Can the Windies become numero uno?

Last Updated: Mon, Oct 15, 2012 06:58 hrs

A week after their glorious triumph in the T20 World Cup, the feeling of euphoria still exists even if the partying might have stopped. The West Indian victory has been the subject of much discussion and it all ends with this question – can they regain the lost glory of the past when they were numero uno in world cricket for an extended period or if this is impossible to repeat can they at least become No 1 in Test cricket or any of the other two formats?

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As I said in my earlier column, world cricket can certainly do with a strong, attractive West Indies team for they bring so much colour and excitement into the game. They enjoy the game and convey that enjoyment to the worldwide audience. They are naturally entertaining cricketers who love to play their shots and love to bowl fast and love to come up with mystery spinners.

They have a rich tradition in all this and in Sri Lanka one could see touches of genius of old in the batting of Chris Gayle and Marlon Samuels and the bowling of Ravi Rampaul and Sunil Narine. But then cricket followers could well ask sneeringly "this was T20, can they repeat the trick in the longer versions of the game."
In the first place let’s give credit where it is due. The T20 World Cup was a notable triumph. After all the best teams in the game took part, the competition was predictably intense and by performing at their best when it matters most the Caribbean team showed they were steely opponents.

Also the time has come when one can’t dismiss Twenty20 lightly. Like it or not, the game’s newest and shortest format is here to stay, its popularity is growing with each tournament and it has evolved from being slam bang cricket to a sport in which tactics and strategy, planning and a certain method has crept in.
So can the West Indies also rise to the top in Tests and ODIs? The current world cricket scenario is rather fluid in that no team is ruling world cricket with the same dominance that the West Indies themselves first and then the Aussies did over roughly 30 years. We have seen how over the last three years the ICC Test cricket mace has changed hands from Australia to India to England to South Africa.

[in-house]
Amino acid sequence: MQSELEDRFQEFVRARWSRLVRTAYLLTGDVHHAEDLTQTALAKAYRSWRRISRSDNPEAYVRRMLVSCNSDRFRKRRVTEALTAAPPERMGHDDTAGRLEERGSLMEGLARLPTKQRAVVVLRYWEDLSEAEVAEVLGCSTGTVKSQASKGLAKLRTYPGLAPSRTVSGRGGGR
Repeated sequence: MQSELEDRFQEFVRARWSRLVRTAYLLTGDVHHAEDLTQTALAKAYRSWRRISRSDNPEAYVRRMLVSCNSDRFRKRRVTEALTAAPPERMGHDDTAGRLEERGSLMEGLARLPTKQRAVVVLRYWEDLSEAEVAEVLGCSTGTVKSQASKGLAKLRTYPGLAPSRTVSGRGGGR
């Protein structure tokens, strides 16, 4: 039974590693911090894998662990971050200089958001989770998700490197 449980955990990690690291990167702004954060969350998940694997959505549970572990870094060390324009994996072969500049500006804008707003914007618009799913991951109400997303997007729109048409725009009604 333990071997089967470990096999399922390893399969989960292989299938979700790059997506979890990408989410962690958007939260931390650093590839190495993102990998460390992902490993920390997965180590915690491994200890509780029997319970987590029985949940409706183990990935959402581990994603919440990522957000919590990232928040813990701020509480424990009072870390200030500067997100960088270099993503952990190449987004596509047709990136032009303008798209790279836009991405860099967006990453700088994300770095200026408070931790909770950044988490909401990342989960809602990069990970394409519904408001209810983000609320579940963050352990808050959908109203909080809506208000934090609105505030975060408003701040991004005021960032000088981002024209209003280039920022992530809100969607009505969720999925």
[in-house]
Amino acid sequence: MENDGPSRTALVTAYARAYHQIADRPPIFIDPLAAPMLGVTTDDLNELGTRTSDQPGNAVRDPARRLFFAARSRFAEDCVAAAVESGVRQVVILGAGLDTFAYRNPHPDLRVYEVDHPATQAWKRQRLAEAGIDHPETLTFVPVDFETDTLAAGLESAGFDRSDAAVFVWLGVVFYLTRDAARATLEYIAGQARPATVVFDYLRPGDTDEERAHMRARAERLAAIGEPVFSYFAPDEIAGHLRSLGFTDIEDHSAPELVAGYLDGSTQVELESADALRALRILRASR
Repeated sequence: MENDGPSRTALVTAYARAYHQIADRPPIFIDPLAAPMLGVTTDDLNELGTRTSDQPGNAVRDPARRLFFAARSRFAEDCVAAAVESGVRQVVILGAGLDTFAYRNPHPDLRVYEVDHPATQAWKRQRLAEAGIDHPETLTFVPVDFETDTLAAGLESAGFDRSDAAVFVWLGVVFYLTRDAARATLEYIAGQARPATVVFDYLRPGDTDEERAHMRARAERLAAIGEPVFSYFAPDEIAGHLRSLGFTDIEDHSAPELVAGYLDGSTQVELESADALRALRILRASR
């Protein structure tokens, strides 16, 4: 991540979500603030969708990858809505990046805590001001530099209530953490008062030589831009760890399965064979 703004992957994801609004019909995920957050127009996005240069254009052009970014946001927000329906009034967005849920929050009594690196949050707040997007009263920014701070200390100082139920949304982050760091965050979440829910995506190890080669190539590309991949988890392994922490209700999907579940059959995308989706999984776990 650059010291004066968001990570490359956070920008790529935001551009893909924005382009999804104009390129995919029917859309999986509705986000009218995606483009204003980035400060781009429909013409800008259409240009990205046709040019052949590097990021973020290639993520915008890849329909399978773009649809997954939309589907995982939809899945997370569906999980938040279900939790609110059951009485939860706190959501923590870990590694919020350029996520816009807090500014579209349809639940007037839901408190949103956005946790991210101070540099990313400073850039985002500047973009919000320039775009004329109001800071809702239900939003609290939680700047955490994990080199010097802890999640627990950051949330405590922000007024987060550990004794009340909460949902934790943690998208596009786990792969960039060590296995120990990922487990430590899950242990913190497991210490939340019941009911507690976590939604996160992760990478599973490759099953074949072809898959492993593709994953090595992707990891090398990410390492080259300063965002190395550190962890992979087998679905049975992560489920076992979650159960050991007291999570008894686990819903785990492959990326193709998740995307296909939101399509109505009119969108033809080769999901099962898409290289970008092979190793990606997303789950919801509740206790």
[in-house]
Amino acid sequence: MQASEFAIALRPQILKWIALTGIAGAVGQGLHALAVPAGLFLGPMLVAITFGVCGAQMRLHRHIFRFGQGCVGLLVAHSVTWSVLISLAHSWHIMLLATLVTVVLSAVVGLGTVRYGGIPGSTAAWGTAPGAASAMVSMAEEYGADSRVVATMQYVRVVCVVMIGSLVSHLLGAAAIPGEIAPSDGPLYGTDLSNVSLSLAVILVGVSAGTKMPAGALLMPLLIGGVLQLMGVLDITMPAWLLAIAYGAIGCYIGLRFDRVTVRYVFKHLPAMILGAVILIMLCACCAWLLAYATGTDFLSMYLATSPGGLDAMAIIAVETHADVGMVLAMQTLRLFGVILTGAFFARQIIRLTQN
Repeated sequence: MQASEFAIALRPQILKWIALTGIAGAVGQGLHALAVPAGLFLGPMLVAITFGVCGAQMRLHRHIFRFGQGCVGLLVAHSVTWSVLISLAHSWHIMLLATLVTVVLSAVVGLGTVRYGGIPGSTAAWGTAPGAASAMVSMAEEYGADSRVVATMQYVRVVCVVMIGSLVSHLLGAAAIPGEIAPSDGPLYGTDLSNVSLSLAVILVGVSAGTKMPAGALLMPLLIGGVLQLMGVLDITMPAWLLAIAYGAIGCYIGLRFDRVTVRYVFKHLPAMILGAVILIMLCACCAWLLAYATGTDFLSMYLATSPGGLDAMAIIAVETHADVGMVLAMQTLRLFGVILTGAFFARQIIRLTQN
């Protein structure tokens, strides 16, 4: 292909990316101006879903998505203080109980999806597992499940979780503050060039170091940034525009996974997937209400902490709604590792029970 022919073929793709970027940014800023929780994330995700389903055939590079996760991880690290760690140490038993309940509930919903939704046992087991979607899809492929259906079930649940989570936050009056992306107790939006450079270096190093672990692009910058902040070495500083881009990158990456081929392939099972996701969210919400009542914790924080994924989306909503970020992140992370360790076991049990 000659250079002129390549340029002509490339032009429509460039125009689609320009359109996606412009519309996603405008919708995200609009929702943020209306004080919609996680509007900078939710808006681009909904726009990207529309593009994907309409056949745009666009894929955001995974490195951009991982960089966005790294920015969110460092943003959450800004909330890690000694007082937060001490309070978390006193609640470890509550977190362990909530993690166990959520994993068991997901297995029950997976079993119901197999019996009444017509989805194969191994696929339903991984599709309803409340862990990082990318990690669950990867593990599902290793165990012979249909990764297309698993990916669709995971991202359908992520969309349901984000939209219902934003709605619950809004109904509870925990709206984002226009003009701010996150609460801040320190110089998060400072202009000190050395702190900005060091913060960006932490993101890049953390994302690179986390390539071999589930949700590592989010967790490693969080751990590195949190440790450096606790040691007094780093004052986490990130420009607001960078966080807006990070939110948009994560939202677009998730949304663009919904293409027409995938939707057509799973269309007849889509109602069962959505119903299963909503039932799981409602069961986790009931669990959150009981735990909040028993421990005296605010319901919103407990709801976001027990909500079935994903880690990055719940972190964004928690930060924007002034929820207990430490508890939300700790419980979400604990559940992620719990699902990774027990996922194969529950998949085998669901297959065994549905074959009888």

There have been frequent changes at the top in the ODI table too since the Aussies fell from the high pedestal a few years ago. The West Indies have risen to the No 2 spot in the T20 rankings following their World Cup triumph and it remains to be seen whether they can do so likewise in the two other formats where currently they are languishing at No 7.
For that to happen a team has to have the right kind of personnel. The dominant West Indies team of old and the Aussies had the right blend of youth and experience, great batsmen and bowlers who were backed in the field headed by some of the greatest wicketkeepers in the game.

Darren Sammy’s team won the T20 World Cup because they had the right players for the job – stroke playing batsmen who loved to hit the ball hard and high, a number of bits and pieces cricketers, a mystery spinner who spun webs round the best of batsmen. But is this enough for them to extend their dominance to the other formats too?
It’s tough to achieve would have to be the immediate verdict. There is very little to choose between the top teams in all formats what with no side being dominant. That can work out both ways for the West Indies.

It doesn’t look possible for any team to hold on to the top for an extended period but if the West Indies could just get to the No 1 spot in either Tests or ODIs, it would constitute a major triumph considering what the game in the Caribbean has been through since their fall from the top in 1995. They have been languishing near the bottom among the leading teams for so long now that even the most fervent admirer of West Indies cricket had given up on them.
Now in the wake of what happened in Sri Lanka, great interest is being taken in West Indian cricket and there is a lot of talk about a revival, how attractive and adventurous their game is and how they could achieve wonders in world cricket. Clive Lloyd who was the captain during their heyday is of the opinion that West Indies should next target being the top team in ODIs. That certainly should be the next logical step.  

But the problem with West Indies cricket unfortunately has been their inconsistency. No team can play as gloriously as they do and no team can play as badly as they do. Even during their better days they would exasperate their fans with some atrocious cricket. That is going to be their major problem the way I see it and this could hinder their progress to the top spot.

So, while I can see them climb up the ladder of success, I find it difficult to believe that Sammy and his men could become No 1 in either ODIs or Tests. I remember how their triumph in the Champions Trophy in England in 2004 generated a lot of excitement and sparked off much talk about a West Indian revival. But this never really came about.

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